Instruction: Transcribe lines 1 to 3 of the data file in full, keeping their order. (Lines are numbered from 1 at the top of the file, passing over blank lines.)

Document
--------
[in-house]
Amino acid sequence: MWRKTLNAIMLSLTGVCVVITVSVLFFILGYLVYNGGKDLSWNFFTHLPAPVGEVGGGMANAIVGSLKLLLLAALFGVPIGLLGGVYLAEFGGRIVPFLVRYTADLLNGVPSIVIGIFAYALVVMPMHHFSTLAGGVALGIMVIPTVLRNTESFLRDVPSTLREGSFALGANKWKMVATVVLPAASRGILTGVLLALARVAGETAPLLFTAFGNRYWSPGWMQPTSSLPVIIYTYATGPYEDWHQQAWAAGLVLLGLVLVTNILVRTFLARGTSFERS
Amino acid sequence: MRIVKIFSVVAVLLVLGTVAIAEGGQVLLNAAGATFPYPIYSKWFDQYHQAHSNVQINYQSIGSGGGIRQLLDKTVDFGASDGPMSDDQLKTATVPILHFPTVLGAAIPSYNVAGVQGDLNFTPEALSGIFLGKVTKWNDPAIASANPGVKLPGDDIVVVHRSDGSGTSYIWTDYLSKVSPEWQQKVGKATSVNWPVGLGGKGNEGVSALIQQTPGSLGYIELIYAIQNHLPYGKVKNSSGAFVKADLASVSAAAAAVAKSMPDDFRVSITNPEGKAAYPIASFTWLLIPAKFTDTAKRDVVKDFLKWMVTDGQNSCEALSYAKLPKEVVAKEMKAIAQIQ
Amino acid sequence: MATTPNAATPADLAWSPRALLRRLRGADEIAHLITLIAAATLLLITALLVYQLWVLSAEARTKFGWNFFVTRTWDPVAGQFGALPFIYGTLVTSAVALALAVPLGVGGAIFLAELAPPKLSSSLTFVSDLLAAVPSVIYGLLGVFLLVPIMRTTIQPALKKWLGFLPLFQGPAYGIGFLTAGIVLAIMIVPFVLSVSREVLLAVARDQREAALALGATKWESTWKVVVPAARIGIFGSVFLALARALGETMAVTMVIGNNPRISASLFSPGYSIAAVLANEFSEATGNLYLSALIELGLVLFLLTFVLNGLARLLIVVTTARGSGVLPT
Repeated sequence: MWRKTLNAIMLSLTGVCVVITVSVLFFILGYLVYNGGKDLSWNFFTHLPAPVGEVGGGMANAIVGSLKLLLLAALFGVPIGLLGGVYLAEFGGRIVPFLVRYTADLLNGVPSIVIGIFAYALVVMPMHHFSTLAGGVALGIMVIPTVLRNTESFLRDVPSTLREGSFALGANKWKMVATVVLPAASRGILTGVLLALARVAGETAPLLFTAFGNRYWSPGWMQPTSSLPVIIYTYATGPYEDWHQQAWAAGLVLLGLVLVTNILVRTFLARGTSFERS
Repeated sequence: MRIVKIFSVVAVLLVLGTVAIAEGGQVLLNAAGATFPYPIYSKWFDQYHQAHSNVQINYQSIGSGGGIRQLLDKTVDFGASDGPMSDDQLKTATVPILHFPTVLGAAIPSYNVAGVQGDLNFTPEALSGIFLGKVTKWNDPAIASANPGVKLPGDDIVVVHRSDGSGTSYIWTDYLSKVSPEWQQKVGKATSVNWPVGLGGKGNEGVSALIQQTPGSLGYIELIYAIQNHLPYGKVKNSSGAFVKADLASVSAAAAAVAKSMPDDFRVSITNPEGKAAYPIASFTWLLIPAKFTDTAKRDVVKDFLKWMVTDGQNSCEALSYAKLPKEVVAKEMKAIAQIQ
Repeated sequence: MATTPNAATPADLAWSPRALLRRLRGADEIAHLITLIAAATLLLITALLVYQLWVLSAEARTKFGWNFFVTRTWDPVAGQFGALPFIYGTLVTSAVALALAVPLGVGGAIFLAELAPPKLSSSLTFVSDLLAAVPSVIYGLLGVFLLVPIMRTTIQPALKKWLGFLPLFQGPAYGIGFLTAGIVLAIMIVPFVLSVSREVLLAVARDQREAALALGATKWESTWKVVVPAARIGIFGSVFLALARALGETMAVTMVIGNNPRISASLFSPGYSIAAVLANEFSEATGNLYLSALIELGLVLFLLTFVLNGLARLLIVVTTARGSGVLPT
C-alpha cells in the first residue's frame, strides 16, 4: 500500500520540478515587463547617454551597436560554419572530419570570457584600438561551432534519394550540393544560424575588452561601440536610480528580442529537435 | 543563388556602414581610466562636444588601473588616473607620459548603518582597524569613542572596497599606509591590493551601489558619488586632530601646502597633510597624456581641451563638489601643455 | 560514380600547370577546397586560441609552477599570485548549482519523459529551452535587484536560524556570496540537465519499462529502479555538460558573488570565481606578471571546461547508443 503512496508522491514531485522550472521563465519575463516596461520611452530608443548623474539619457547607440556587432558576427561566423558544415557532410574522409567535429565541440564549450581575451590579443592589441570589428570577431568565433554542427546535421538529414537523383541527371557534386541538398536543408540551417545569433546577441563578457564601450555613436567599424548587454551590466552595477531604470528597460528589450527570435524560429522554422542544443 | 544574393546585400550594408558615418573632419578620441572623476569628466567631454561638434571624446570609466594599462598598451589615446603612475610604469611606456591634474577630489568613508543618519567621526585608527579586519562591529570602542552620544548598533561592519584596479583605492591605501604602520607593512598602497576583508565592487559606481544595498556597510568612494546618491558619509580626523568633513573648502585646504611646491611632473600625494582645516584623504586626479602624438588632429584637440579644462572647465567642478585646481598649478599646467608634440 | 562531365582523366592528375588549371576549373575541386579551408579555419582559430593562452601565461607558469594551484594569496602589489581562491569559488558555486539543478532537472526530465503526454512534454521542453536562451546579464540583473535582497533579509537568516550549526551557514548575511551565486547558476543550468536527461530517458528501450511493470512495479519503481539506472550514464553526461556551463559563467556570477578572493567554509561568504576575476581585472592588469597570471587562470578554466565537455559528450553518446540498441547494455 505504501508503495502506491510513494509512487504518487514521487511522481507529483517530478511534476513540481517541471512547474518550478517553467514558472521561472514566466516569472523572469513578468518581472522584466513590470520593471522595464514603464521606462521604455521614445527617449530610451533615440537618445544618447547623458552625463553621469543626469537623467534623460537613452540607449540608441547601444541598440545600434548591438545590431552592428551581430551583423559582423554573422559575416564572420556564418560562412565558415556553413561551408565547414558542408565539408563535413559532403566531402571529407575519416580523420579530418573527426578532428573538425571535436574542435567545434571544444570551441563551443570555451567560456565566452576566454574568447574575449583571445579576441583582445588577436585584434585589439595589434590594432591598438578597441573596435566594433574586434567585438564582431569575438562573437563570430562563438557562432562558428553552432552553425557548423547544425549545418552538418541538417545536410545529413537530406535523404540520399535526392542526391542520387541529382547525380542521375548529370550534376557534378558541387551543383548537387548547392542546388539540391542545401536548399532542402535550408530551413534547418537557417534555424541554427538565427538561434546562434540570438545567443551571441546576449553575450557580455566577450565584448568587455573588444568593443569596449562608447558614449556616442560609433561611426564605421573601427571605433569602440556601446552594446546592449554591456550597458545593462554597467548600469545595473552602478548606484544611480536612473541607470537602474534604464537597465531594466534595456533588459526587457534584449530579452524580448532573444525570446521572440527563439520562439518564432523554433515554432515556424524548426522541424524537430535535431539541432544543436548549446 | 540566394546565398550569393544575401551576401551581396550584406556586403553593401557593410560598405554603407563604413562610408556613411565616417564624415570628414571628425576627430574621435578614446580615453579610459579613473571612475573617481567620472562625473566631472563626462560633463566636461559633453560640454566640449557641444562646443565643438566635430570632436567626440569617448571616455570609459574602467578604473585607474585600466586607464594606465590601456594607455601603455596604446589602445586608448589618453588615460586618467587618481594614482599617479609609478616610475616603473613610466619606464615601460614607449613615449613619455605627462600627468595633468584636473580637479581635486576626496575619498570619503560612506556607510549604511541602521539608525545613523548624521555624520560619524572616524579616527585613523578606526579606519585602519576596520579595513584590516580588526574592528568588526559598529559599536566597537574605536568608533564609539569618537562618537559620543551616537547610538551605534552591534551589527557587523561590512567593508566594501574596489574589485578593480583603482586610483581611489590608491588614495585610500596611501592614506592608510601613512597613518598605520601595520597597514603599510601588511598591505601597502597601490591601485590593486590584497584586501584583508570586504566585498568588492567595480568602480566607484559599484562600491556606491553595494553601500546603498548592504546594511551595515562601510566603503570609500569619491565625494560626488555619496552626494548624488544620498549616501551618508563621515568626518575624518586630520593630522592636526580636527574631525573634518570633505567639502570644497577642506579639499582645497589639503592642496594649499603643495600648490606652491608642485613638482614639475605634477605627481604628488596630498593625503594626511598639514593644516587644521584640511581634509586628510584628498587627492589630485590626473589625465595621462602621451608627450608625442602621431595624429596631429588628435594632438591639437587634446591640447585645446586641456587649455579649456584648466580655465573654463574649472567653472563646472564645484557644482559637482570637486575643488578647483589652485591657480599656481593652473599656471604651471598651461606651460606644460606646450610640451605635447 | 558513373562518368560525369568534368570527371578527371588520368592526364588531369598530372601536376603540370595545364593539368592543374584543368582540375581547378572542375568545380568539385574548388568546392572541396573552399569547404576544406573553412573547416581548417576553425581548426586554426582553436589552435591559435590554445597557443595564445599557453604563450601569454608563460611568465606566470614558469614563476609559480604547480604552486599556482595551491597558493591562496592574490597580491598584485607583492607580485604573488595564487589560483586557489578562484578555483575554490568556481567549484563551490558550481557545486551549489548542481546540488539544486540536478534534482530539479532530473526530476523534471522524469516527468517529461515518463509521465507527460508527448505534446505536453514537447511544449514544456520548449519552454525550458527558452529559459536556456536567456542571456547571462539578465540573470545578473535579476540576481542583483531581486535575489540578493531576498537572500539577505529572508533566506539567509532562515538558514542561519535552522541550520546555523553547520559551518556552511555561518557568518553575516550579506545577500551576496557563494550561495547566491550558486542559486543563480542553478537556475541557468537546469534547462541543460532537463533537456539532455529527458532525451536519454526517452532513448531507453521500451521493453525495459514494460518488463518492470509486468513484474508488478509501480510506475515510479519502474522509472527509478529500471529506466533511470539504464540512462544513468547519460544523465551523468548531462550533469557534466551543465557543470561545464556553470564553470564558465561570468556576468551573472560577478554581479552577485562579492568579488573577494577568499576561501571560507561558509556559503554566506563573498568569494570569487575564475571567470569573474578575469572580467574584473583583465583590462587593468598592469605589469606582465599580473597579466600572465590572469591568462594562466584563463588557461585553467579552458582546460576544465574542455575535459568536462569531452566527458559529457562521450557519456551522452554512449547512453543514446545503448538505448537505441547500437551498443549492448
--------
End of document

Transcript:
[in-house]
Amino acid sequence: MWRKTLNAIMLSLTGVCVVITVSVLFFILGYLVYNGGKDLSWNFFTHLPAPVGEVGGGMANAIVGSLKLLLLAALFGVPIGLLGGVYLAEFGGRIVPFLVRYTADLLNGVPSIVIGIFAYALVVMPMHHFSTLAGGVALGIMVIPTVLRNTESFLRDVPSTLREGSFALGANKWKMVATVVLPAASRGILTGVLLALARVAGETAPLLFTAFGNRYWSPGWMQPTSSLPVIIYTYATGPYEDWHQQAWAAGLVLLGLVLVTNILVRTFLARGTSFERS
Amino acid sequence: MRIVKIFSVVAVLLVLGTVAIAEGGQVLLNAAGATFPYPIYSKWFDQYHQAHSNVQINYQSIGSGGGIRQLLDKTVDFGASDGPMSDDQLKTATVPILHFPTVLGAAIPSYNVAGVQGDLNFTPEALSGIFLGKVTKWNDPAIASANPGVKLPGDDIVVVHRSDGSGTSYIWTDYLSKVSPEWQQKVGKATSVNWPVGLGGKGNEGVSALIQQTPGSLGYIELIYAIQNHLPYGKVKNSSGAFVKADLASVSAAAAAVAKSMPDDFRVSITNPEGKAAYPIASFTWLLIPAKFTDTAKRDVVKDFLKWMVTDGQNSCEALSYAKLPKEVVAKEMKAIAQIQ